Bombay HC quashes Maharashtra govt circular on Marathi for autorickshaw permitsBombay HC held as illegal a circular by the Maharashtra govt mandating knowledge of Marathi language as one of the pre-conditions for getting a new autorickshaw permit in the state.
The Bombay High Court on Wednesday held as illegal a circular by the Maharashtra government mandating knowledge of Marathi language as one of the pre-conditions for getting a new autorickshaw permit in the state.
A division bench of justices A S Oka and Anuja Prabhudessai passed the order on a petition filed by Mira Bhayander Auto Rickshaw Chalak Sangathan, a union of rickshaw drivers from neighbouring Mira Bhayander area.
In early 2016, the state government had issued the circular to all Regional Transport Offices (RTOs) stating that henceforth, new autorickshaw permits would be given only to those applicants having knowledge of Marathi, though existing permit-holders were exempted.
The applicants would be given a test including asking them read 10 paras in Marathi to ascertain their knowledge and understanding of the state language.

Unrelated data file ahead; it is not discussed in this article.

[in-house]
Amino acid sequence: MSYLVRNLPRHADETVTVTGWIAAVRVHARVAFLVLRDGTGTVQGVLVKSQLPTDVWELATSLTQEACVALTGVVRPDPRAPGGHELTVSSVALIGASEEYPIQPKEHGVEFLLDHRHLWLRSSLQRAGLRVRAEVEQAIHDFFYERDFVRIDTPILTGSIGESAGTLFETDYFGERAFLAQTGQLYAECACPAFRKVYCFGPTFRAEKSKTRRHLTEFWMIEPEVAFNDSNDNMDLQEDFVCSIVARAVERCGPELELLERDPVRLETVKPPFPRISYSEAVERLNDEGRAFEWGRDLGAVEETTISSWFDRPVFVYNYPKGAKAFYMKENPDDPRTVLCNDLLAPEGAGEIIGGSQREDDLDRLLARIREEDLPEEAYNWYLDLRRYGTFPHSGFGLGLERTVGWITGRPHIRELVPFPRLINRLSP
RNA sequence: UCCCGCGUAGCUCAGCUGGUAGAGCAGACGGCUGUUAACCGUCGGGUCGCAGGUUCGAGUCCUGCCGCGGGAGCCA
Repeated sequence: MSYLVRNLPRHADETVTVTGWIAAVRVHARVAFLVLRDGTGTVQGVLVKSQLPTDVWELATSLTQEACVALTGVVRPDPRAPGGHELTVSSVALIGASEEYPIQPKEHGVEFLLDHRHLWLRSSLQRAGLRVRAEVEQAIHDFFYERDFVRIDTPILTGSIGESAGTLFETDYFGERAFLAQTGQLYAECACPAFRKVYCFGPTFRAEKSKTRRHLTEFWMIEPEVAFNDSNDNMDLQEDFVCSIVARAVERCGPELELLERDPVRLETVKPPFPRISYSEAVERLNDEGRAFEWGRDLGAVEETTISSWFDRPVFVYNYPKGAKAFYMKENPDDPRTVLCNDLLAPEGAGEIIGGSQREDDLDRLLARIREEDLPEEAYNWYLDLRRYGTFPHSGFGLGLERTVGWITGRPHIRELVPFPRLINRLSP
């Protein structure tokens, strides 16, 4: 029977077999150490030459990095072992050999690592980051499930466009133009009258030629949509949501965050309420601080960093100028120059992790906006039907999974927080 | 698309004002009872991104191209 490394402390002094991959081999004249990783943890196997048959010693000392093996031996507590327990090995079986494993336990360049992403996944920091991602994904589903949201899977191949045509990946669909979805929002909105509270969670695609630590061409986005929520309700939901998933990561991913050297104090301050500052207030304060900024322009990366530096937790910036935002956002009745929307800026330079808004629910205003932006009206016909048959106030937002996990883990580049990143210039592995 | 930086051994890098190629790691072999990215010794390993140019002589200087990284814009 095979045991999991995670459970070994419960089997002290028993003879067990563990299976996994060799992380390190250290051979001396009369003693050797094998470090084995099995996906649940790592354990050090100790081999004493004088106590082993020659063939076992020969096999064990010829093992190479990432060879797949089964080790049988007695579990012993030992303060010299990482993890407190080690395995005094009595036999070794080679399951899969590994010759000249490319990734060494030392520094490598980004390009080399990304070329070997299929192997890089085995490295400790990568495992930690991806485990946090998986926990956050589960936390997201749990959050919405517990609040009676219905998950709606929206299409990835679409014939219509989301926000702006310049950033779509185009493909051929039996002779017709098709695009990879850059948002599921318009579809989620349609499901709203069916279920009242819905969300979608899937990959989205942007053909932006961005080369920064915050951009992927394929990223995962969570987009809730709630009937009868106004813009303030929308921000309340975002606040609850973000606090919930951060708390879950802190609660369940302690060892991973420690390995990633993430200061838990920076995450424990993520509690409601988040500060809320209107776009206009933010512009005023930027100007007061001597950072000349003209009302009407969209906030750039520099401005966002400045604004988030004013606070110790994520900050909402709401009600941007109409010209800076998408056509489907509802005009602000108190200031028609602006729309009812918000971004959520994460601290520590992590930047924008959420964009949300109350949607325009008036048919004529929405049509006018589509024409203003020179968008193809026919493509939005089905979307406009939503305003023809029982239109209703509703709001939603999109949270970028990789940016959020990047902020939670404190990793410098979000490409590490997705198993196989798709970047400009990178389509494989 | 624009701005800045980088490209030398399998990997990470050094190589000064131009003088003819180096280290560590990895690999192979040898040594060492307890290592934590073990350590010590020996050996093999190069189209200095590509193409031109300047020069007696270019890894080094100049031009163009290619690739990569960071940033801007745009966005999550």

Several unions had moved the court terming the circular as unfair and wrong as it deprived others of an opportunity to get autorickshaw permits.
The state government had claimed that it had sought only a basic knowledge of Marathi to apply for an autorickshaw permit.
Upholding the petitioners' contentions, the high court quashed the circular on grounds that there is no such provision in the Motor Vehicles Act.
"If an applicant for permit does not fulfil the condition of having knowledge of Marathi, then his application cannot be disqualified," the bench ruled.
The court said the government has the power to make rules, but it cannot introduce them through a circular.
Mumbai has more than 200,000 autorickshaw drivers, a majority of whom hail from Bihar and Uttar Pradesh, besides other states, and have little or no knowledge of Marathi.
The petitioners argued that imposing this condition for issuing 'badges' to auto rickshaw drivers was still understandable, but it did not make sense for auto rickshaw permits, because in many cases the rickshaw owner rents out the vehicle to others.
The bench accepted this argument, saying, "Prima facie this condition cannot be applied while issuing permits. It is illegal and not correct."
The court also asked the government to devise a grievance redressal mechanism to deal with complaints of rude behaviour of auto-rickshaw drivers or refusal to take the passenger where he or she wants to go.
There should be a call centre, a WhatsApp number and an e-mail account where passengers can file a complaint, said the court.
The government was asked to file an affidavit on compliance of the order by May 3. The bench also asked the petitioner union to file an affidavit about the steps it has taken to ensure that their members follow the rules and do not misbehave with passengers.